Stalking William Aprill – In a Totally Non-Threatening Way

Five-sixths of the way through 2018 and I am nowhere near accomplishing my goals for the year, so going forward I am thinking more in terms of “wish lists” than “to dos.” Near the top of my observational wish list is William Aprill’s “Unthinkable” course.

I’ve only met William Aprill in person once. The interaction went something like this:

Aprill: “Gun Culture 2.0, eh?”

Yamane: “Yep.”

Aprill: “I thought we were on Gun Culture 4.5 by now.”

Of course, we were at the 2018 Rangemaster Tactical Conference, which represents the leading edge of America’s defensive gun culture, so he may be living in the 4th iteration of our historic gun culture while most of us are struggling just to keep up with the 2nd iteration.

William Aprill presenting on “Violent Acts and Actors” at the 2018 Rangemaster Tactical Conference. Photo by David Yamane.

In any event, by the time of that meeting, I had been stalking Aprill for some time on social and other new media. He continues to impress with his unique point of view. Just recently, he appeared on two episodes of Paul Carlson’s Safety Solutions Academy podcast (Ep. 440 – The Psychology of the Gun Agenda from 14 September 2018 and Ep. 444 – Mental Health and Guns from 10 October 2018).

The latest episode on mental health speaks to an issue of great importance and one on which the gun community has much to offer. It is good to have Aprill’s expertise a licensed mental health professional in particular to speak to the issue of suicide, which afflicts gun owners without question. I’d like to see gun owners — myself included — do everything we can to be a part of the solution to this problem. Not because we HAVE to (or else they will take away our guns), but because we CAN. Indeed, because we WANT to.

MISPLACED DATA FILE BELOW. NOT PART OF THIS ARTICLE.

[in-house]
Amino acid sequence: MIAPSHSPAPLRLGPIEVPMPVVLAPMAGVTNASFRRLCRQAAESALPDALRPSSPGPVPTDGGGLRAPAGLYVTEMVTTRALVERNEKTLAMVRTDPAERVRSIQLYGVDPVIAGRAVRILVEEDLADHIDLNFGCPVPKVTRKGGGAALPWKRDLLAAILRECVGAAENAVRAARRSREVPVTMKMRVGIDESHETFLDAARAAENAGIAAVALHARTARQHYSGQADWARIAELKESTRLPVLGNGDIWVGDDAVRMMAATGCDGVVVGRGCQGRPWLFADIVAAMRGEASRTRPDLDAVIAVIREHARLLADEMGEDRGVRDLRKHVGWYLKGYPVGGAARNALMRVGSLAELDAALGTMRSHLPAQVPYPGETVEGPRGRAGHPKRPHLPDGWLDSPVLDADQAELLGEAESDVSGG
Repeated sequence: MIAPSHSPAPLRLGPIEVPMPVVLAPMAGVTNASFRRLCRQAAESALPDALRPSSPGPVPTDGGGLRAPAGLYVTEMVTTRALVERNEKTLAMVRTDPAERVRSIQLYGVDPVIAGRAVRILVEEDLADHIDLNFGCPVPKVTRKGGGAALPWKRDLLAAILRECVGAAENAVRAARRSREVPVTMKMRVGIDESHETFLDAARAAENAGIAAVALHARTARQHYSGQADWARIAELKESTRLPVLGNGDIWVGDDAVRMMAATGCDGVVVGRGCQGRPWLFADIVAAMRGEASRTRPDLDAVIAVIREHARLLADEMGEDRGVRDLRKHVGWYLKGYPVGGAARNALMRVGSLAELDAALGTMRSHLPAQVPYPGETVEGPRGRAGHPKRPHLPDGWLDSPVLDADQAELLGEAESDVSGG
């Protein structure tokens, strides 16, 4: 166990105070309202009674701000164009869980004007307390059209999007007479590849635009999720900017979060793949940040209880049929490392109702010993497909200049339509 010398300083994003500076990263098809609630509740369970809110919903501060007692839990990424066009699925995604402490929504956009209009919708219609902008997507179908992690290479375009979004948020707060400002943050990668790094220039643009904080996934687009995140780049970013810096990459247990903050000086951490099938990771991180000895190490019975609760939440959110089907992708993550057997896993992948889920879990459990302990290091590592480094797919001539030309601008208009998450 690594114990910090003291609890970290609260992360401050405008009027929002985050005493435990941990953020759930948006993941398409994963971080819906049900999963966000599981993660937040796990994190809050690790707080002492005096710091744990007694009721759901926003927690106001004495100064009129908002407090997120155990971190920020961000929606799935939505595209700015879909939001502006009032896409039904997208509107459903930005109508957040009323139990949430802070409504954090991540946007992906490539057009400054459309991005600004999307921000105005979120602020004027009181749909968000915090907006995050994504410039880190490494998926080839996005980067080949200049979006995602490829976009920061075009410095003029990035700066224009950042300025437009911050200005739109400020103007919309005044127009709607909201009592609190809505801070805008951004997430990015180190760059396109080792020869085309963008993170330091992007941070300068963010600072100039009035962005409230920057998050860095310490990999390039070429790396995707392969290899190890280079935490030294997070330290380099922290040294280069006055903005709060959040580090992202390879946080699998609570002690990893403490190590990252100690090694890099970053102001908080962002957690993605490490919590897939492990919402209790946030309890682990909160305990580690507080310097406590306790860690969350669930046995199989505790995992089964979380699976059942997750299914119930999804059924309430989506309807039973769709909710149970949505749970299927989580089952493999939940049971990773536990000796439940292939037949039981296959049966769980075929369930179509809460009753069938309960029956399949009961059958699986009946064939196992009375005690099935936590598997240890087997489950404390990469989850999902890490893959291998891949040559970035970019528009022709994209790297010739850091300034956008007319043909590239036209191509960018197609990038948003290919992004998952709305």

I am going to start collecting links to the many resources out there on gun owners and suicide prevention. If you know of such a resource, please post it in the comments here or the Facebook cross-post of this blog entry.


  1. Great fan of Dr. Aprill. Attended some of his lectures; great stuff. As a Vietnam vet/corpsman and a retired PA, I have a special interest in this topic. As we know, a great number of suicides involve some type of mental illness, whether known to family and friends or not. Using a gun is more prevalent among males, although females do too. Guns are probably used more due to easy access and lethality. But if guns were not readily available, many other choices are available (i.e., Japan). Suicide is especially problematic among former military members with varying levels of PTS, which has not been adequately treated. These men and women are literally tormented by their past experiences and unfortunately death, by whatever means, is viewed as the only pathway to stop the pain. New treatment modalities need to be explored to give our service members the best chance of living as normal a life as possible. Some experimental treatment using MDMA has been encouraging. There is a great short video, “Dead Dog on the Left” ( ), which looks at this form of treatment. Guns are not the problem; they are only the tool used. Unrecognized and/or untreated mental conditions are the real problem.


  2. These are two suicide prevention telephone resources I keep handy: National Suicide Prevention Lifeline 800- 273- 8255 for anyone, and Safe Call Now 206- 459- 3020 for first responders.


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